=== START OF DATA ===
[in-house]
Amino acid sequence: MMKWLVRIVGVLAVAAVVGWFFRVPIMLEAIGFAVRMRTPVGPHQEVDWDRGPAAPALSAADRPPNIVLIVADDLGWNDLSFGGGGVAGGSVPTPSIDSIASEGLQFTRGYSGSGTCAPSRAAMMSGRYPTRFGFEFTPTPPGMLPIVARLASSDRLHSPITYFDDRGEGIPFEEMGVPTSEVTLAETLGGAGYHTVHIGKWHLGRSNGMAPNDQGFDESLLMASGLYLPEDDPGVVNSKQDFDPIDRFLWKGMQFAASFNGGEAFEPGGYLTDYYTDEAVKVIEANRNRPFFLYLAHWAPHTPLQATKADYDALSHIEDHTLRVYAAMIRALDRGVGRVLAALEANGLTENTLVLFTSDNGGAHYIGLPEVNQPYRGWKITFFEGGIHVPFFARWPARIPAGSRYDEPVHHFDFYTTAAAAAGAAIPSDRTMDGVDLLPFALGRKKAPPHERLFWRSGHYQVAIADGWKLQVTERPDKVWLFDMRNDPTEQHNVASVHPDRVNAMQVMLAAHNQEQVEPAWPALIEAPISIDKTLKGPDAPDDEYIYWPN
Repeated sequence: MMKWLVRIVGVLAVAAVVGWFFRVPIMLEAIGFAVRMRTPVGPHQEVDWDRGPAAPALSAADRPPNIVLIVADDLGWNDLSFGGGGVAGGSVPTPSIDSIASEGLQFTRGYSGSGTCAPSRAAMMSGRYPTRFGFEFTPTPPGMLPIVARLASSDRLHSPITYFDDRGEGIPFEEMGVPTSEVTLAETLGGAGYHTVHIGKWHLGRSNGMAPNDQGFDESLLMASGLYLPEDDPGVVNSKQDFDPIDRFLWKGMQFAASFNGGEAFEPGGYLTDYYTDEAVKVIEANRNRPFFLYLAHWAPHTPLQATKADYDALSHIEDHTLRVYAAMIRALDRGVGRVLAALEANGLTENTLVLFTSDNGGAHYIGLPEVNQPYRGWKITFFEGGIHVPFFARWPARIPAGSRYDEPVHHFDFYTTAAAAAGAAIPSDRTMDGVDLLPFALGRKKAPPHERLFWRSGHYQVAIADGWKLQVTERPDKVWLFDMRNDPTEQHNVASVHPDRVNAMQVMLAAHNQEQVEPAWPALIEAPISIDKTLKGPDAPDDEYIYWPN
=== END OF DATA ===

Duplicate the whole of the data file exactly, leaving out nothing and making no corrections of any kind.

[in-house]
Amino acid sequence: MMKWLVRIVGVLAVAAVVGWFFRVPIMLEAIGFAVRMRTPVGPHQEVDWDRGPAAPALSAADRPPNIVLIVADDLGWNDLSFGGGGVAGGSVPTPSIDSIASEGLQFTRGYSGSGTCAPSRAAMMSGRYPTRFGFEFTPTPPGMLPIVARLASSDRLHSPITYFDDRGEGIPFEEMGVPTSEVTLAETLGGAGYHTVHIGKWHLGRSNGMAPNDQGFDESLLMASGLYLPEDDPGVVNSKQDFDPIDRFLWKGMQFAASFNGGEAFEPGGYLTDYYTDEAVKVIEANRNRPFFLYLAHWAPHTPLQATKADYDALSHIEDHTLRVYAAMIRALDRGVGRVLAALEANGLTENTLVLFTSDNGGAHYIGLPEVNQPYRGWKITFFEGGIHVPFFARWPARIPAGSRYDEPVHHFDFYTTAAAAAGAAIPSDRTMDGVDLLPFALGRKKAPPHERLFWRSGHYQVAIADGWKLQVTERPDKVWLFDMRNDPTEQHNVASVHPDRVNAMQVMLAAHNQEQVEPAWPALIEAPISIDKTLKGPDAPDDEYIYWPN
Repeated sequence: MMKWLVRIVGVLAVAAVVGWFFRVPIMLEAIGFAVRMRTPVGPHQEVDWDRGPAAPALSAADRPPNIVLIVADDLGWNDLSFGGGGVAGGSVPTPSIDSIASEGLQFTRGYSGSGTCAPSRAAMMSGRYPTRFGFEFTPTPPGMLPIVARLASSDRLHSPITYFDDRGEGIPFEEMGVPTSEVTLAETLGGAGYHTVHIGKWHLGRSNGMAPNDQGFDESLLMASGLYLPEDDPGVVNSKQDFDPIDRFLWKGMQFAASFNGGEAFEPGGYLTDYYTDEAVKVIEANRNRPFFLYLAHWAPHTPLQATKADYDALSHIEDHTLRVYAAMIRALDRGVGRVLAALEANGLTENTLVLFTSDNGGAHYIGLPEVNQPYRGWKITFFEGGIHVPFFARWPARIPAGSRYDEPVHHFDFYTTAAAAAGAAIPSDRTMDGVDLLPFALGRKKAPPHERLFWRSGHYQVAIADGWKLQVTERPDKVWLFDMRNDPTEQHNVASVHPDRVNAMQVMLAAHNQEQVEPAWPALIEAPISIDKTLKGPDAPDDEYIYWPN